I went to a group for ppl with BP and met a man in his late 50s, has rapid cycling BP for about 10 years, and found out that he needed to shape his career to be in a position to be the boss. That way he was less likely to get irritable at his superiors (as he said he said he spend 70 percent of his time apologising for inappropriate behaviour spurned by his BP). I thought that was a fantastic way to manage his career around his illness, to ensure his success (he is the owner of several successful businesses).
I guess we've got to trust in our abilities (something i'm struggling with now that I no longer have that 'dream job' and I was diagnosed and lost the job just under a year after being diagnosed) and build a career that allows you to escape to your office if you need to use meditation techniques to distress, or work to your own hours or be autonomous or whatever it is that will less likely to trigger you.
Hopefully I'll be able to join you in that secret bipolar and successful club, and maybe we won't have to be so secretive about it then.
Best of luck.
Posted by Anonymous to Bipolar And Successful at March 5, 2013 at 11:46 PM

Wednesday, September 19, 2012

Bipolar and Successful, Quit Smoking

I read that something like 70 percent of people with Bipolar Disorder and 90 percent of people with Schizophrenia smoke, whereas smokers in the general population are closer to 20 percent. Smoking is ridiculously expensive and it's slowly killing you. Cigarettes kill more people than all other drugs combined.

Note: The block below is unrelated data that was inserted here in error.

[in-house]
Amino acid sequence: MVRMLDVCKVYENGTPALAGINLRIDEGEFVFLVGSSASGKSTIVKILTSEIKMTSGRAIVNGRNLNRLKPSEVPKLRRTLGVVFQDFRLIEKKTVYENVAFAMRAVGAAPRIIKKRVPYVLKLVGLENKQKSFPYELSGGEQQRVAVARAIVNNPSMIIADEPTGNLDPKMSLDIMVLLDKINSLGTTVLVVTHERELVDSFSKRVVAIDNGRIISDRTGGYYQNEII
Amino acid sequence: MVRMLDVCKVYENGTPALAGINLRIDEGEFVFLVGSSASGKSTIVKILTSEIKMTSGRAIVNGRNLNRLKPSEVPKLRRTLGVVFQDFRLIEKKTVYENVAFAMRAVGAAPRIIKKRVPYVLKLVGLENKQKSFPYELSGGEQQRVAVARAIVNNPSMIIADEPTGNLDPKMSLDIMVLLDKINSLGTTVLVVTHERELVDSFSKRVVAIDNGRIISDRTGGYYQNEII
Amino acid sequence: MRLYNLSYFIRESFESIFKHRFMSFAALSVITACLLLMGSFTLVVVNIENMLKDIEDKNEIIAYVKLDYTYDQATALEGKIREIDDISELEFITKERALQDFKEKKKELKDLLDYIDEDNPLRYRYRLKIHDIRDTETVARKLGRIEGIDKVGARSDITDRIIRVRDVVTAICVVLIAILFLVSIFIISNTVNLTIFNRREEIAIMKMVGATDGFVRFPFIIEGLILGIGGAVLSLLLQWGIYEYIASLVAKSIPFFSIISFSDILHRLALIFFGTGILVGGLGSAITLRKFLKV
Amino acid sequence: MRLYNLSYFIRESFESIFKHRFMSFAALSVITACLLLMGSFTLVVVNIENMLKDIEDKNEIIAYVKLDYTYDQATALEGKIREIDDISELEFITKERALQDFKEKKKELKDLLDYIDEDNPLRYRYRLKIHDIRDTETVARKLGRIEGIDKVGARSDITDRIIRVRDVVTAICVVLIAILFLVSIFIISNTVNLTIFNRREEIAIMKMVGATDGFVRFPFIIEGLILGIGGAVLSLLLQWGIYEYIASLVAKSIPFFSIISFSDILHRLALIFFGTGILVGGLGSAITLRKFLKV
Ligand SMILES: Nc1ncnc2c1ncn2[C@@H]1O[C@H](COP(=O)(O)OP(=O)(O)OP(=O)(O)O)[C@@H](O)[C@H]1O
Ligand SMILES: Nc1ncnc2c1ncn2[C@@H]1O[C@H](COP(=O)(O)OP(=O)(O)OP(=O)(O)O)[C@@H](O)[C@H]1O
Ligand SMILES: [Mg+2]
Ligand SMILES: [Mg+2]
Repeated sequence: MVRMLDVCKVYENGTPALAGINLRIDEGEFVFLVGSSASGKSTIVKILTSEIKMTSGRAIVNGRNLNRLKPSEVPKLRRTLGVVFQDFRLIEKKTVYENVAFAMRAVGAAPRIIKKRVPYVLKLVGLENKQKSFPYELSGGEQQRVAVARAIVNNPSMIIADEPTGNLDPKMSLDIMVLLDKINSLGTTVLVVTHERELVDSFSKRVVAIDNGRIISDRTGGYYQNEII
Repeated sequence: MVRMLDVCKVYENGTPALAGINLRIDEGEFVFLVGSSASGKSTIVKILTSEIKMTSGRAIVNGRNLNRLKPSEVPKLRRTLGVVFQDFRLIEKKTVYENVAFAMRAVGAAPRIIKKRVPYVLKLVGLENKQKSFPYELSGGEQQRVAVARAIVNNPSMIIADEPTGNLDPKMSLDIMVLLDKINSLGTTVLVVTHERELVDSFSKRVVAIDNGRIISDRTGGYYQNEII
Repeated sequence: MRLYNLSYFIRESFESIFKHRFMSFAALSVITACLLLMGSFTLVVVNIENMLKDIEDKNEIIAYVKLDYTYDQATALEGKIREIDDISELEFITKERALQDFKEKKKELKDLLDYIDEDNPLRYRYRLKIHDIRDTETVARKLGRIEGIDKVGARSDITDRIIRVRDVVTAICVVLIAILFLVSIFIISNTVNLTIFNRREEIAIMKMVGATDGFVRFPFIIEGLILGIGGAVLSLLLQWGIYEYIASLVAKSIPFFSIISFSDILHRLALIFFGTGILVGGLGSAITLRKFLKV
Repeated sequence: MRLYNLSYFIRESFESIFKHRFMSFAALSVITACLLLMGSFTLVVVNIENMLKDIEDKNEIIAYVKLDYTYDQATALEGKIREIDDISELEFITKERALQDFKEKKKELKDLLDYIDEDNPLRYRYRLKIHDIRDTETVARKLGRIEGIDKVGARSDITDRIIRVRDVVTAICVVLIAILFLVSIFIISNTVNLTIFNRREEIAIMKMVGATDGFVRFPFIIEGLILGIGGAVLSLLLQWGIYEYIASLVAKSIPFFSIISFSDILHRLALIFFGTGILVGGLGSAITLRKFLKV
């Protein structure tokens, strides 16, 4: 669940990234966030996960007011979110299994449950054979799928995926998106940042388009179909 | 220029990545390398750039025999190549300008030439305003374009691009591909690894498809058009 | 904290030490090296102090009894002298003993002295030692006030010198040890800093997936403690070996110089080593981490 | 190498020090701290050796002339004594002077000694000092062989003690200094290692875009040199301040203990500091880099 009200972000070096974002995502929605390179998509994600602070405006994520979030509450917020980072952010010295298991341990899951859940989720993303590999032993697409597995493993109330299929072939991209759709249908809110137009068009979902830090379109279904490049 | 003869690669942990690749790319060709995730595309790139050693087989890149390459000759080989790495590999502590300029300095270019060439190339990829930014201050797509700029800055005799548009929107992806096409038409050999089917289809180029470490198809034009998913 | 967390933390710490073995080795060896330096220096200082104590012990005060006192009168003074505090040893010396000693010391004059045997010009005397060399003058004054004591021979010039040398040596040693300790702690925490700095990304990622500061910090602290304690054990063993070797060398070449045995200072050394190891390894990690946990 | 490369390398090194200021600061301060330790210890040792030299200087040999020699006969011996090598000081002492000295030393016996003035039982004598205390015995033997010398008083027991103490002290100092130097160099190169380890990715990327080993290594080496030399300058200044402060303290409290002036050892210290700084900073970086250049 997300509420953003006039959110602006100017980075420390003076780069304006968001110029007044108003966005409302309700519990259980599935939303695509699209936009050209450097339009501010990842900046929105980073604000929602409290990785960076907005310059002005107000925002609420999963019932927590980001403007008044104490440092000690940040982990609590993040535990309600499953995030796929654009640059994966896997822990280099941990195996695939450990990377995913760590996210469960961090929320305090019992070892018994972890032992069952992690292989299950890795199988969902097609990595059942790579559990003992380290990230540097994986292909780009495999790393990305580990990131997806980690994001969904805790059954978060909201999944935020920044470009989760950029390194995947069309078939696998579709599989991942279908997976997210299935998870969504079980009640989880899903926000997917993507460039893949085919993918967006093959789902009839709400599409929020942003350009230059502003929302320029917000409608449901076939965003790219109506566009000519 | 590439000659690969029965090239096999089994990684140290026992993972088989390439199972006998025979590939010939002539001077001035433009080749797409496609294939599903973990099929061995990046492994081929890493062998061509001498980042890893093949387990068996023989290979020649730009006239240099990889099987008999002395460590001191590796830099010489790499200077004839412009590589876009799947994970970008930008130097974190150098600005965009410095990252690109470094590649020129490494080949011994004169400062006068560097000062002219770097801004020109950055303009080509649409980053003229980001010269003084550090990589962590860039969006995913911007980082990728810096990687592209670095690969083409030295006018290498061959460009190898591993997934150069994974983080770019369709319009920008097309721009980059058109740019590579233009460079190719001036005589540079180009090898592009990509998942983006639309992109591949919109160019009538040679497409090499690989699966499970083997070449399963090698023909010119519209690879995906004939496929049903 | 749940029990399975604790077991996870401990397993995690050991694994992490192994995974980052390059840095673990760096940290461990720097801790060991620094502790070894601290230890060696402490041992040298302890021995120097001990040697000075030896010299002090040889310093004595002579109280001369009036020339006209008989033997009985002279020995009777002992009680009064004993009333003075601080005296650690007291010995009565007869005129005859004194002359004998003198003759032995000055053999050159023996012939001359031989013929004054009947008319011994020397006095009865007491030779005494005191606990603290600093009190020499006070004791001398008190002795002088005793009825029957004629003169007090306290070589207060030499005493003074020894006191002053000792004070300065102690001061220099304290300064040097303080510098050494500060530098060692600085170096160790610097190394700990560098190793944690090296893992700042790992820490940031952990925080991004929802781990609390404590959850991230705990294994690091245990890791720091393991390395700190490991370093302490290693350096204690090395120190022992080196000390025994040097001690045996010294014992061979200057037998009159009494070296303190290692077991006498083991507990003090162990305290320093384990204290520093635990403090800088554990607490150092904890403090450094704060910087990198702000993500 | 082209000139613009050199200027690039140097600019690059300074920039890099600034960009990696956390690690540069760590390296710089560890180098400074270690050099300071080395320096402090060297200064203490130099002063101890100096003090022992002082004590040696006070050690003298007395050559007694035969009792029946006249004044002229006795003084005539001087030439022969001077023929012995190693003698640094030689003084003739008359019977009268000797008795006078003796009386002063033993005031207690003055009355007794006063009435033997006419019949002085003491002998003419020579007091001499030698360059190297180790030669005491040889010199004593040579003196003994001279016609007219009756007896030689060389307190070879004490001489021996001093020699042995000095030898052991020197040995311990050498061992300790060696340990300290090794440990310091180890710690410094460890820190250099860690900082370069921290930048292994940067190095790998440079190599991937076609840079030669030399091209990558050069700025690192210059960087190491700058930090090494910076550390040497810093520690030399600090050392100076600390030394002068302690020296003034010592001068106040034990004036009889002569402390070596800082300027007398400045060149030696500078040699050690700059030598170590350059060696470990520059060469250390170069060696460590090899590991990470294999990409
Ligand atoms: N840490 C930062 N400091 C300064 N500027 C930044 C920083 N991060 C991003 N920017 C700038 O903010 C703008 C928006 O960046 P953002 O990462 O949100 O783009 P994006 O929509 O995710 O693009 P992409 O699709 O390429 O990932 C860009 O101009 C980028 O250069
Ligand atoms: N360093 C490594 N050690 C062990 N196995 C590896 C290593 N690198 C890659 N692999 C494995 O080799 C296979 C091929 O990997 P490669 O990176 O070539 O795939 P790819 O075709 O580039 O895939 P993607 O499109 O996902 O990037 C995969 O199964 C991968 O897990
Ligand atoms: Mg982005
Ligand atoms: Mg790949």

Everyone has their own reasons for smoking. I always said, "I enjoy it too much to quit." I didn't only enjoy it, I loved it. I had to go back to Behavior Therapy 101, "What's Rewarding the Behavior?" I realized that my primary motivation for smoking was to feel relaxed. I enjoyed sitting down, taking a break, and deep breathing.

When I did decide to quit, I felt physically ill. I was nauseous, got terrible headaches, was irritable, and my anxiety skyrocketed. It was one of the hardest things I've ever done. I was terribly addicted to cigarettes. The physical symptoms only lasted a few days; the psychological urges lasted much longer.
Something that really helped me at first was to take fake cigarette breaks. I'd go hide out and "pretend smoke" for five minutes. My pretend smoke break involved me taking a break, sitting down, and deep breathing for five minutes.

To stay quit long term, I started spending my smoking money on travel because that's something I really love. My husband and I were spending about $300 per month on cigarettes, and we both quit at the same time. I was having a much harder time staying quit than he did, so he finally suggested that we take the money we would spend on cigarettes every money and spend it on travel. It was money up in smoke anyways. Weekend at the beach or cigarette? I learned to love our romantic getaways and it still keeps me motivated. It's a tradition that we have kept.

On my journey, I found a website that not only convinced me to quit, but also had every possible solution to quitting - . Trust me, it's an awesome website if you think you might want to quit. No advice I can give you will compare to the advice and support you will find on that website.

Has anyone else with bipolar quit smoking? What helped you?